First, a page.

CONCLUSION: Immune/senescence blood biomarker panels strongly correlate with chronological age, and clinically more importantly with frailty status in early breast cancer patients. They require further investigation on their ability to provide a more complete picture on clinical frailty status and direct personalized therapy in older persons.
    Keywords:  aging; blood biomarkers; breast cancer; frailty; tumor immune infiltrate
  23. Front Cell Dev Biol. 2021 ;9 680386
      Aging, characterized by a time-dependent functional decline of physiological integrity, is the major independent risk factor for many neurodegeneration diseases. Therefore, it's necessary to look for natural food supplements to extend the healthy lifespan of aging people. We here treated normal aging mice with acer truncatum seed oil, and found that the seed oil significantly improved the learning and memory ability. Proteomics revealed that the seed oil administration changed many proteins expression involving in biological processes, including complement and coagulation cascades, inflammatory response pathway and innate immune response. BDNF/TrkB signaling pathway was also activated by acer truncatum seed oil treatment. And the seed oil administration increased the expression of postsynaptic related proteins including PSD95, GluA1, and NMDAR1, and decreased the mRNA level of inflammatory factors containing IL-1β, TNF-α, and IL-6. These findings suggest that acer truncatum seed oil holds a promise as a therapeutic food supplement for delaying aging with multiple mechanisms.
    Keywords:  BDNF; acer truncatum seed oil; aging; learning memory; proteomics
  24. Aging Cell. 2021 Jun 02. e13393
      Specialized pro-resolving mediators actively limit inflammation and support tissue regeneration, but their role in age-related muscle dysfunction has not been explored. We profiled the mediator lipidome of aging muscle via liquid chromatography-tandem mass spectrometry and tested whether treatment with the pro-resolving mediator resolvin D1 (RvD1) could rejuvenate the regenerative ability of aged muscle. Aged mice displayed chronic muscle inflammation and this was associated with a basal deficiency of pro-resolving mediators 8-oxo-RvD1, resolvin E3, and maresin 1, as well as many anti-inflammatory cytochrome P450-derived lipid epoxides. Following muscle injury, young and aged mice produced similar amounts of most pro-inflammatory eicosanoid metabolites of cyclooxygenase (e.g., prostaglandin E2 ) and 12-lipoxygenase (e.g., 12-hydroxy-eicosatetraenoic acid), but aged mice produced fewer markers of pro-resolving mediators including the lipoxins (15-hydroxy-eicosatetraenoic acid), D-resolvins/protectins (17-hydroxy-docosahexaenoic acid), E-resolvins (18-hydroxy-eicosapentaenoic acid), and maresins (14-hydroxy-docosahexaenoic acid). Similar absences of downstream pro-resolving mediators including lipoxin A4 , resolvin D6, protectin D1/DX, and maresin 1 in aged muscle were associated with greater inflammation, impaired myofiber regeneration, and delayed recovery of strength. Daily intraperitoneal injection of RvD1 had minimal impact on intramuscular leukocyte infiltration and myofiber regeneration but suppressed inflammatory cytokine expression, limited fibrosis, and improved recovery of muscle function. We conclude that aging results in deficient local biosynthesis of specialized pro-resolving mediators in muscle and that immunoresolvents may be attractive novel therapeutics for the treatment of muscular injuries and associated pain in the elderly, due to positive effects on recovery of muscle function without the negative side effects on tissue regeneration of non-steroidal anti-inflammatory drugs.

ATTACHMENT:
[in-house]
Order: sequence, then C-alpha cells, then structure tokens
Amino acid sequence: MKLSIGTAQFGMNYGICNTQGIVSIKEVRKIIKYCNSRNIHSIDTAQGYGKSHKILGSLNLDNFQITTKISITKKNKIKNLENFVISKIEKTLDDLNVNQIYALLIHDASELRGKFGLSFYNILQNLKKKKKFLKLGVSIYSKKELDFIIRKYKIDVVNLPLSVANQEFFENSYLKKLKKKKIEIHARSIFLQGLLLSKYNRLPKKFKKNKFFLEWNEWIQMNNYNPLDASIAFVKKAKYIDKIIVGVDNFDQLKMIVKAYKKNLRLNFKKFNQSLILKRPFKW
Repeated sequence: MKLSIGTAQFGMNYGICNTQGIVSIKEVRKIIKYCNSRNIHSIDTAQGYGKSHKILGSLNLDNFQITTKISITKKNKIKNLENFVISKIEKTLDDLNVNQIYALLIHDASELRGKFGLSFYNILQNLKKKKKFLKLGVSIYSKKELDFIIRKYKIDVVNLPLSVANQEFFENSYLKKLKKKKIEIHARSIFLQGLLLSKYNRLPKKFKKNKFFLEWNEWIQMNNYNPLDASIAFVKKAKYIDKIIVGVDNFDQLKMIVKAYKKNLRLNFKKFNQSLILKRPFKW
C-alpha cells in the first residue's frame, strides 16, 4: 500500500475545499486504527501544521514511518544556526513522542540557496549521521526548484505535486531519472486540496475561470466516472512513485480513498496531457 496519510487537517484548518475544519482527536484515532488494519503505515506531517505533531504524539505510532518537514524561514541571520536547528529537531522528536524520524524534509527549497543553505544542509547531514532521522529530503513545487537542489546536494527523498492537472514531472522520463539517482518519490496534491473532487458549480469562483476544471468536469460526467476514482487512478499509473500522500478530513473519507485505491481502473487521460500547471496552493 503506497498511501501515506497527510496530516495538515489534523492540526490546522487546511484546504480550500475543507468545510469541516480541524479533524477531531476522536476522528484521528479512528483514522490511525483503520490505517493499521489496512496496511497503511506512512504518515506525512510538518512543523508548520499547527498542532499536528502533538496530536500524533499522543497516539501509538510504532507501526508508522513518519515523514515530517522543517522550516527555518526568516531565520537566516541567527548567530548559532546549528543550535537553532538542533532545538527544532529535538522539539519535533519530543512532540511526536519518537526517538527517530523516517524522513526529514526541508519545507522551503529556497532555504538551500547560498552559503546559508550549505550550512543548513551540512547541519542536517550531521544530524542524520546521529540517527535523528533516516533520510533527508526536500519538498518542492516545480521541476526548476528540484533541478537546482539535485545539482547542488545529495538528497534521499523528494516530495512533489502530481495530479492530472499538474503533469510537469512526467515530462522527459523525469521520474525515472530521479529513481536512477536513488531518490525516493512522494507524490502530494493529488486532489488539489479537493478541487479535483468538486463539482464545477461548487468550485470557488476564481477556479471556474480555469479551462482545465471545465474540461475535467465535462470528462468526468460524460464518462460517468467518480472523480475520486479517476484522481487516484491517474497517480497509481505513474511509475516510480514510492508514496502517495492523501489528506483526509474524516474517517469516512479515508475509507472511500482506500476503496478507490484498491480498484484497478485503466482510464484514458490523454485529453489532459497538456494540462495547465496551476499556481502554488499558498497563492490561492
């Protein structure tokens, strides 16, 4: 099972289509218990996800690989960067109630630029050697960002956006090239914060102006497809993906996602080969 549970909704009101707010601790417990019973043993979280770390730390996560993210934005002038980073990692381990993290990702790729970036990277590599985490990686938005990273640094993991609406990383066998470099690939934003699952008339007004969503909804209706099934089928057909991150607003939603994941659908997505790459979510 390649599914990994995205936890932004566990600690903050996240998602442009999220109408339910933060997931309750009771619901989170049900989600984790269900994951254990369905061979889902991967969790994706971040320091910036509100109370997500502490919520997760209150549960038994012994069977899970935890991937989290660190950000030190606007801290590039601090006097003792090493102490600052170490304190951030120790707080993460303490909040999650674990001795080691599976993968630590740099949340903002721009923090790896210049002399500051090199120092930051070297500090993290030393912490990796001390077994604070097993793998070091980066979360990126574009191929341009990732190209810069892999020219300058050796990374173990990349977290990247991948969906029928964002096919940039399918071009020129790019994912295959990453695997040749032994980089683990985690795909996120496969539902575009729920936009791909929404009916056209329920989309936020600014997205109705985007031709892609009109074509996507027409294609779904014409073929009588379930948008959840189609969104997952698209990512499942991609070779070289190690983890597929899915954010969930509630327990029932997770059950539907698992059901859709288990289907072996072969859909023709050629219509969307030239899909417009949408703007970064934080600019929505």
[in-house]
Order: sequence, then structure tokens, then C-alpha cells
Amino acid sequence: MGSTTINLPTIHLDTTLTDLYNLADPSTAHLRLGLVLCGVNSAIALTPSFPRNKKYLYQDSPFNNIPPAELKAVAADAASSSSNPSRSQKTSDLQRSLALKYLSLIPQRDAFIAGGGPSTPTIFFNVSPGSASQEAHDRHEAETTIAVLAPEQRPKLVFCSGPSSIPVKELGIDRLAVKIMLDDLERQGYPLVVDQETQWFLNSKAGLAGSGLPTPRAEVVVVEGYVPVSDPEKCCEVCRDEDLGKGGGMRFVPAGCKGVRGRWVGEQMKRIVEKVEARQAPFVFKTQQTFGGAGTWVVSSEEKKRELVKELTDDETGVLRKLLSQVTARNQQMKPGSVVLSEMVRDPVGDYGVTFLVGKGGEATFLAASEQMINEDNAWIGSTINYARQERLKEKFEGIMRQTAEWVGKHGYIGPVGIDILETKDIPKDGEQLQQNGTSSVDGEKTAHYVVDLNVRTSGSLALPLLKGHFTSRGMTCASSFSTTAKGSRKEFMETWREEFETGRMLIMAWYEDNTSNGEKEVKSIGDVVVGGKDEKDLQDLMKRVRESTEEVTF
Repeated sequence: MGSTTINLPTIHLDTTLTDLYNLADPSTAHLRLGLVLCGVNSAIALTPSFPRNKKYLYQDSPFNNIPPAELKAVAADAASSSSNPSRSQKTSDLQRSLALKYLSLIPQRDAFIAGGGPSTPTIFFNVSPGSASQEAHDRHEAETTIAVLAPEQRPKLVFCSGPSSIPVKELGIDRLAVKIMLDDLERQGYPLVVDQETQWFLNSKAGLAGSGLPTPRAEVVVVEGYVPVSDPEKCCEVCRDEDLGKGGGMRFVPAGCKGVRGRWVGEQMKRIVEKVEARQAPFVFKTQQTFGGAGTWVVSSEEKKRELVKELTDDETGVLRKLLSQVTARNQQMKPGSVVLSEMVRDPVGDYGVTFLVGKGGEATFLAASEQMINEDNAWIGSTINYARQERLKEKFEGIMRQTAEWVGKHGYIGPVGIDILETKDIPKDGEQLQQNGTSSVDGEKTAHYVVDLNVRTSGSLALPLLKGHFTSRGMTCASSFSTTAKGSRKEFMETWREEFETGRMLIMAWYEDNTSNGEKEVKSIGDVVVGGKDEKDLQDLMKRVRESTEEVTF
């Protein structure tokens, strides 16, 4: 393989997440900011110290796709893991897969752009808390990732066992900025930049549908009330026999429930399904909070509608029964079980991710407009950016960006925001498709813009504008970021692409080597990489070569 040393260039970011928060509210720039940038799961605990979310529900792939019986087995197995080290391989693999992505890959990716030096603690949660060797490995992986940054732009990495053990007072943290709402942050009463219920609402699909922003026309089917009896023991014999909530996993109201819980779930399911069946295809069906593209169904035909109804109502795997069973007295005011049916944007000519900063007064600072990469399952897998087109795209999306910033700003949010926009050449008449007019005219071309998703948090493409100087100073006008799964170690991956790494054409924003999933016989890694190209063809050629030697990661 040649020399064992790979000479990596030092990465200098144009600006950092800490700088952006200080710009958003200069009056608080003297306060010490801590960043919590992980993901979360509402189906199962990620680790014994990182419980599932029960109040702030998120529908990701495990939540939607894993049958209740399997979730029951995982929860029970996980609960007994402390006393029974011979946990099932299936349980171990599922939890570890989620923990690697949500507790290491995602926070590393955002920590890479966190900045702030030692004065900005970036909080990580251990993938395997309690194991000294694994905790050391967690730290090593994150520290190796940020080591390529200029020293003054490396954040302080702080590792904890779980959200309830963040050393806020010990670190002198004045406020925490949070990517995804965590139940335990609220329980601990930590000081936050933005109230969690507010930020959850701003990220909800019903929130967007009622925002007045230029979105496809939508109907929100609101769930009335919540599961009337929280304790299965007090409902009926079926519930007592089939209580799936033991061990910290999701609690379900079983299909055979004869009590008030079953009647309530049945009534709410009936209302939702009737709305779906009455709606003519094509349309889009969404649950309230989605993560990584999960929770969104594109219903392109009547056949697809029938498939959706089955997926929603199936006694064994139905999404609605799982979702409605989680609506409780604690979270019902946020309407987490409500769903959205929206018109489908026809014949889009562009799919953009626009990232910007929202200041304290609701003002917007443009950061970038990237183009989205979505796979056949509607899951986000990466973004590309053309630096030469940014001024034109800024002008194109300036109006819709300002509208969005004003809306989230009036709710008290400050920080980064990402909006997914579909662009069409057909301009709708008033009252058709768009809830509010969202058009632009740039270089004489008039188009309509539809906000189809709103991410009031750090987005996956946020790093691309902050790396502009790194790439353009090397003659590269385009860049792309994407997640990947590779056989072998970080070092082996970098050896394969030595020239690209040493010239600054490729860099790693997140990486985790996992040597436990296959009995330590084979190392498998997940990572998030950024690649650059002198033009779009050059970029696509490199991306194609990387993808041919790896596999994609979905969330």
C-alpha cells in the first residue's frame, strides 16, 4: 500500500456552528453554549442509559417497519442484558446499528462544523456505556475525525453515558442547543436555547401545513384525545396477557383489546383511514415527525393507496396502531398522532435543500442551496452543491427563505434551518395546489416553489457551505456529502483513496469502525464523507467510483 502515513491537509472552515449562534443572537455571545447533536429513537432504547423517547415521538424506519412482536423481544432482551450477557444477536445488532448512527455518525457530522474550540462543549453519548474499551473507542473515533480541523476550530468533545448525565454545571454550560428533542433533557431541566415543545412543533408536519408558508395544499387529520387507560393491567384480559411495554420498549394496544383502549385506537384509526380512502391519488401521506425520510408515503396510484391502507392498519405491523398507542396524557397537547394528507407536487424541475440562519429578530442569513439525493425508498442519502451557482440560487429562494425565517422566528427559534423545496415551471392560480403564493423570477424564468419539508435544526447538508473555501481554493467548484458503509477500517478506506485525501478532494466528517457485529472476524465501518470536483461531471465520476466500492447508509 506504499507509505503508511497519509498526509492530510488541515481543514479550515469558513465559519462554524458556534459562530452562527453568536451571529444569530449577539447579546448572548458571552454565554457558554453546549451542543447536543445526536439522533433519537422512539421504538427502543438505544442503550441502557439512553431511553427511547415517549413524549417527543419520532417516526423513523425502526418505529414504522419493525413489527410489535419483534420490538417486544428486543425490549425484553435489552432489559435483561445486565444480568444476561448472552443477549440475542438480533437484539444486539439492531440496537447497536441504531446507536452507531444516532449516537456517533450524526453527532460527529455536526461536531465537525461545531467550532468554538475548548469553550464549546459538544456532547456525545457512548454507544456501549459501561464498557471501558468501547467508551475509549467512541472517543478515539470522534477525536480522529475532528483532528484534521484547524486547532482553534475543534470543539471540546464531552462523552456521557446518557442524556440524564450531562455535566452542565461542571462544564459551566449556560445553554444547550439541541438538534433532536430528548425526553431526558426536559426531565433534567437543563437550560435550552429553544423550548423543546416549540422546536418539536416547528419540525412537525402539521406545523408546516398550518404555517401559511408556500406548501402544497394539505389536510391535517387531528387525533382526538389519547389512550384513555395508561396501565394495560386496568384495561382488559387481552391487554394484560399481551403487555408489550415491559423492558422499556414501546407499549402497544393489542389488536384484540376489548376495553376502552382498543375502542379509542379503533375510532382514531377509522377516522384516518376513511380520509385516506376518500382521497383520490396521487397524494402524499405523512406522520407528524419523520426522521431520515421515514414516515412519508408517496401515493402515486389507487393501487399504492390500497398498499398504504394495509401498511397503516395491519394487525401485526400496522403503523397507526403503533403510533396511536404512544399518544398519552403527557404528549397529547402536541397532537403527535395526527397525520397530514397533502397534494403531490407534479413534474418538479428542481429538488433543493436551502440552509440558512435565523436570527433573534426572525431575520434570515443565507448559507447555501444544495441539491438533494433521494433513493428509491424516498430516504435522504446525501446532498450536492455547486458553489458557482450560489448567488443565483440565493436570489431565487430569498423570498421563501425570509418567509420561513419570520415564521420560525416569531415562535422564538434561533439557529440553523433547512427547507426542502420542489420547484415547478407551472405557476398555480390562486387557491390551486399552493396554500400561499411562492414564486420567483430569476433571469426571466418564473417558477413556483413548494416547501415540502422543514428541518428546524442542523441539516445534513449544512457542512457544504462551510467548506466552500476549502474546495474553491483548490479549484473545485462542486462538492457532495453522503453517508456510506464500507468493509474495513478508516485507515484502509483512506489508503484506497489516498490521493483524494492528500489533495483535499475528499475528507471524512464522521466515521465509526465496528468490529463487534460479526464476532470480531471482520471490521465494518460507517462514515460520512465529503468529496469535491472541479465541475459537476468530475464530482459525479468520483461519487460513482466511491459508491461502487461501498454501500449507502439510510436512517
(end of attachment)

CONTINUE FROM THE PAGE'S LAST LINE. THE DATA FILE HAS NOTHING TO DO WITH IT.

Keywords:  aging; cellular immunology; inflammation; injury; mass spectrometry; sarcopenia; satellite stem cell; skeletal muscle
  25. Front Endocrinol (Lausanne). 2021 ;12 679492
      Hyperinsulinemia is frequently associated with aging and may cause insulin resistance in elderly. Since insulin secretion and clearance decline with age, hyperinsulinemia seems to be maintained, primarily, due to a decrease in the insulin clearance. To investigate these aging effects, 3- and 18-month-old male C57BL/6 mice were subjected to intraperitoneal glucose and insulin tolerance tests (ipGTT and ipITT) and, during the ipGTT, plasma c-peptide and insulin were measure to evaluate in vivo insulin clearance. Glucose-stimulated insulin secretion in isolated pancreatic islets was also assessed, and liver samples were collected for molecular analyses (western blot). Although insulin sensitivity was not altered in the old mice, glucose tolerance, paradoxically, seems to be increased, accompanied by higher plasma insulin, during ipGTT. While insulin secretion did not increase, insulin clearance was reduced in the old mice, as suggested by the lower c-peptide:insulin ratio, observed during ipGTT. Carcinoembryonic antigen-related cell adhesion molecule-1 (CEACAM1) and insulin-degrading enzyme (IDE), as well as the activity of this enzyme, were reduced in the liver of old mice, justifying the decreased insulin clearance observed in these mice. Therefore, loss of hepatic CEACAM1 and IDE function may be directly related to the decline in insulin clearance during aging.